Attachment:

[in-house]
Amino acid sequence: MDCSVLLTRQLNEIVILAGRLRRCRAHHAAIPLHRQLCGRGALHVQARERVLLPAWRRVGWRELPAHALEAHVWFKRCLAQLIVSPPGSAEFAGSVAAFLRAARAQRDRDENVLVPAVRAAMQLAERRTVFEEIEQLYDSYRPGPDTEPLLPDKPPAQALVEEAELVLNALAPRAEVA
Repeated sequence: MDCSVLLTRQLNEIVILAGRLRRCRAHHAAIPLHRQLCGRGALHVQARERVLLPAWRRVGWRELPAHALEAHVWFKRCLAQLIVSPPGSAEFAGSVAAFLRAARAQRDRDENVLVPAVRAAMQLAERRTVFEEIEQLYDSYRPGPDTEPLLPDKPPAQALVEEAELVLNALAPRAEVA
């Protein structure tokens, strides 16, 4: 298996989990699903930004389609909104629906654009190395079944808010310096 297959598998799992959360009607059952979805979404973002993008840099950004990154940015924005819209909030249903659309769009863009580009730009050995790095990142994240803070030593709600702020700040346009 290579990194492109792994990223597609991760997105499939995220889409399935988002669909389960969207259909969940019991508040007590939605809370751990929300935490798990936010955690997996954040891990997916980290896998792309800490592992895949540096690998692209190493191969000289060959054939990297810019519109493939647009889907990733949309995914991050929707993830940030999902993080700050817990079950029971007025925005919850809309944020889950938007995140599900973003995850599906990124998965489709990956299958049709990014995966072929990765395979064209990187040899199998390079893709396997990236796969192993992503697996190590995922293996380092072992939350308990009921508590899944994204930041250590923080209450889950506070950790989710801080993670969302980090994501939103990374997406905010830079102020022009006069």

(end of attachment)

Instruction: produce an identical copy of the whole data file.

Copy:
[in-house]
Amino acid sequence: MDCSVLLTRQLNEIVILAGRLRRCRAHHAAIPLHRQLCGRGALHVQARERVLLPAWRRVGWRELPAHALEAHVWFKRCLAQLIVSPPGSAEFAGSVAAFLRAARAQRDRDENVLVPAVRAAMQLAERRTVFEEIEQLYDSYRPGPDTEPLLPDKPPAQALVEEAELVLNALAPRAEVA
Repeated sequence: MDCSVLLTRQLNEIVILAGRLRRCRAHHAAIPLHRQLCGRGALHVQARERVLLPAWRRVGWRELPAHALEAHVWFKRCLAQLIVSPPGSAEFAGSVAAFLRAARAQRDRDENVLVPAVRAAMQLAERRTVFEEIEQLYDSYRPGPDTEPLLPDKPPAQALVEEAELVLNALAPRAEVA
């Protein structure tokens, strides 16, 4: 298996989990699903930004389609909104629906654009190395079944808010310096 297959598998799992959360009607059952979805979404973002993008840099950004990154940015924005819209909030249903659309769009863009580009730009050995790095990142994240803070030593709600702020700040346009 290579990194492109792994990223597609991760997105499939995220889409399935988002669909389960969207259909969940019991508040007590939605809370751990929300935490798990936010955690997996954040891990997916980290896998792309800490592992895949540096690998692209190493191969000289060959054939990297810019519109493939647009889907990733949309995914991050929707993830940030999902993080700050817990079950029971007025925005919850809309944020889950938007995140599900973003995850599906990124998965489709990956299958049709990014995966072929990765395979064209990187040899199998390079893709396997990236796969192993992503697996190590995922293996380092072992939350308990009921508590899944994204930041250590923080209450889950506070950790989710801080993670969302980090994501939103990374997406905010830079102020022009006069």